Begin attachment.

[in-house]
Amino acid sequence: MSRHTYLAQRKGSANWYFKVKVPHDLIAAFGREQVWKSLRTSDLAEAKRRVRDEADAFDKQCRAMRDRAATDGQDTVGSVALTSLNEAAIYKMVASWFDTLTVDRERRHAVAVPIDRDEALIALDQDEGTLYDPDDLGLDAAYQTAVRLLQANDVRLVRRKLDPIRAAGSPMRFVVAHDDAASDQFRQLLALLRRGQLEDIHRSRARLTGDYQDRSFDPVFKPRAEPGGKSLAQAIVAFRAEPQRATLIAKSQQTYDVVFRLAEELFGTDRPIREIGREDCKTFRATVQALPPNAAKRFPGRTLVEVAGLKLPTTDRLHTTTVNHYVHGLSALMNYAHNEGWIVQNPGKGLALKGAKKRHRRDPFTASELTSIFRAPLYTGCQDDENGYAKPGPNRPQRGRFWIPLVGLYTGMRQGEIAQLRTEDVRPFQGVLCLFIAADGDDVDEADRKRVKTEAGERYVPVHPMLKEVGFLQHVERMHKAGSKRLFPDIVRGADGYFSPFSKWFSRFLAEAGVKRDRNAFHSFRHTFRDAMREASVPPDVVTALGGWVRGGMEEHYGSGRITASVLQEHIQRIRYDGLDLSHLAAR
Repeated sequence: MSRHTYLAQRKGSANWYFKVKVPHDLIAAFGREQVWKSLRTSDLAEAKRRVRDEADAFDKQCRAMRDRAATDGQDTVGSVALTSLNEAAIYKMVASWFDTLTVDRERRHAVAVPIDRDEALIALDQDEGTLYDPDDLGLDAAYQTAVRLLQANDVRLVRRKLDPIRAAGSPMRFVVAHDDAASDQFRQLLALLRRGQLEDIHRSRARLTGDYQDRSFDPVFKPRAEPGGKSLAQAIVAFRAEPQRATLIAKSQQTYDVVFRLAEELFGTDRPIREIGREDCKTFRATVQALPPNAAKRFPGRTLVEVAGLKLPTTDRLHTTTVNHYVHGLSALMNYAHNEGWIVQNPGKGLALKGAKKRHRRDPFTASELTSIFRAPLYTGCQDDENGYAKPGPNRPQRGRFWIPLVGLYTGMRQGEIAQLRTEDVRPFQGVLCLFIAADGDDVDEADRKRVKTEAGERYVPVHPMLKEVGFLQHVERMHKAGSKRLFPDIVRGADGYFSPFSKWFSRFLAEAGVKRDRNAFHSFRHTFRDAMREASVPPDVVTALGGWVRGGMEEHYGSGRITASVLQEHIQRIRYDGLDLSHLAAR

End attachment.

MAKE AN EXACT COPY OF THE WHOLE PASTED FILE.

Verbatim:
[in-house]
Amino acid sequence: MSRHTYLAQRKGSANWYFKVKVPHDLIAAFGREQVWKSLRTSDLAEAKRRVRDEADAFDKQCRAMRDRAATDGQDTVGSVALTSLNEAAIYKMVASWFDTLTVDRERRHAVAVPIDRDEALIALDQDEGTLYDPDDLGLDAAYQTAVRLLQANDVRLVRRKLDPIRAAGSPMRFVVAHDDAASDQFRQLLALLRRGQLEDIHRSRARLTGDYQDRSFDPVFKPRAEPGGKSLAQAIVAFRAEPQRATLIAKSQQTYDVVFRLAEELFGTDRPIREIGREDCKTFRATVQALPPNAAKRFPGRTLVEVAGLKLPTTDRLHTTTVNHYVHGLSALMNYAHNEGWIVQNPGKGLALKGAKKRHRRDPFTASELTSIFRAPLYTGCQDDENGYAKPGPNRPQRGRFWIPLVGLYTGMRQGEIAQLRTEDVRPFQGVLCLFIAADGDDVDEADRKRVKTEAGERYVPVHPMLKEVGFLQHVERMHKAGSKRLFPDIVRGADGYFSPFSKWFSRFLAEAGVKRDRNAFHSFRHTFRDAMREASVPPDVVTALGGWVRGGMEEHYGSGRITASVLQEHIQRIRYDGLDLSHLAAR
Repeated sequence: MSRHTYLAQRKGSANWYFKVKVPHDLIAAFGREQVWKSLRTSDLAEAKRRVRDEADAFDKQCRAMRDRAATDGQDTVGSVALTSLNEAAIYKMVASWFDTLTVDRERRHAVAVPIDRDEALIALDQDEGTLYDPDDLGLDAAYQTAVRLLQANDVRLVRRKLDPIRAAGSPMRFVVAHDDAASDQFRQLLALLRRGQLEDIHRSRARLTGDYQDRSFDPVFKPRAEPGGKSLAQAIVAFRAEPQRATLIAKSQQTYDVVFRLAEELFGTDRPIREIGREDCKTFRATVQALPPNAAKRFPGRTLVEVAGLKLPTTDRLHTTTVNHYVHGLSALMNYAHNEGWIVQNPGKGLALKGAKKRHRRDPFTASELTSIFRAPLYTGCQDDENGYAKPGPNRPQRGRFWIPLVGLYTGMRQGEIAQLRTEDVRPFQGVLCLFIAADGDDVDEADRKRVKTEAGERYVPVHPMLKEVGFLQHVERMHKAGSKRLFPDIVRGADGYFSPFSKWFSRFLAEAGVKRDRNAFHSFRHTFRDAMREASVPPDVVTALGGWVRGGMEEHYGSGRITASVLQEHIQRIRYDGLDLSHLAAR